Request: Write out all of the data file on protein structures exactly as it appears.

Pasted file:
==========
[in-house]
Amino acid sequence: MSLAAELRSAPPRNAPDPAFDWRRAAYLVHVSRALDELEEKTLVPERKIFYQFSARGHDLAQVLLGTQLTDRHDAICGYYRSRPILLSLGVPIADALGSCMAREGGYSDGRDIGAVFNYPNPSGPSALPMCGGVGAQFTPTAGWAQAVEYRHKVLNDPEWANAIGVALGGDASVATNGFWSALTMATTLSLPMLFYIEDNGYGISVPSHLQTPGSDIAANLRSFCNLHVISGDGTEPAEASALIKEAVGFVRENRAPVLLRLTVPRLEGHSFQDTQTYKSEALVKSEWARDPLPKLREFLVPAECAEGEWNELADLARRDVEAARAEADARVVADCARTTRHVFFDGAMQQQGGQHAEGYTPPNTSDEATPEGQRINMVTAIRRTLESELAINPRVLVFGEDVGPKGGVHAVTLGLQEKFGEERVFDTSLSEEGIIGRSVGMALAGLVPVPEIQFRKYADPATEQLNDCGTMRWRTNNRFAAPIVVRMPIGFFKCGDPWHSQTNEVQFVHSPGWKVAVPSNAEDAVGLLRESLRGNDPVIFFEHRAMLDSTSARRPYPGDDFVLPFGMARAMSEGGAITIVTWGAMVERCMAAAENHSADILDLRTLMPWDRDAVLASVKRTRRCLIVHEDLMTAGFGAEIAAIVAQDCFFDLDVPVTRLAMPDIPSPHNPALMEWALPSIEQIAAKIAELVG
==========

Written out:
[in-house]
Amino acid sequence: MSLAAELRSAPPRNAPDPAFDWRRAAYLVHVSRALDELEEKTLVPERKIFYQFSARGHDLAQVLLGTQLTDRHDAICGYYRSRPILLSLGVPIADALGSCMAREGGYSDGRDIGAVFNYPNPSGPSALPMCGGVGAQFTPTAGWAQAVEYRHKVLNDPEWANAIGVALGGDASVATNGFWSALTMATTLSLPMLFYIEDNGYGISVPSHLQTPGSDIAANLRSFCNLHVISGDGTEPAEASALIKEAVGFVRENRAPVLLRLTVPRLEGHSFQDTQTYKSEALVKSEWARDPLPKLREFLVPAECAEGEWNELADLARRDVEAARAEADARVVADCARTTRHVFFDGAMQQQGGQHAEGYTPPNTSDEATPEGQRINMVTAIRRTLESELAINPRVLVFGEDVGPKGGVHAVTLGLQEKFGEERVFDTSLSEEGIIGRSVGMALAGLVPVPEIQFRKYADPATEQLNDCGTMRWRTNNRFAAPIVVRMPIGFFKCGDPWHSQTNEVQFVHSPGWKVAVPSNAEDAVGLLRESLRGNDPVIFFEHRAMLDSTSARRPYPGDDFVLPFGMARAMSEGGAITIVTWGAMVERCMAAAENHSADILDLRTLMPWDRDAVLASVKRTRRCLIVHEDLMTAGFGAEIAAIVAQDCFFDLDVPVTRLAMPDIPSPHNPALMEWALPSIEQIAAKIAELVG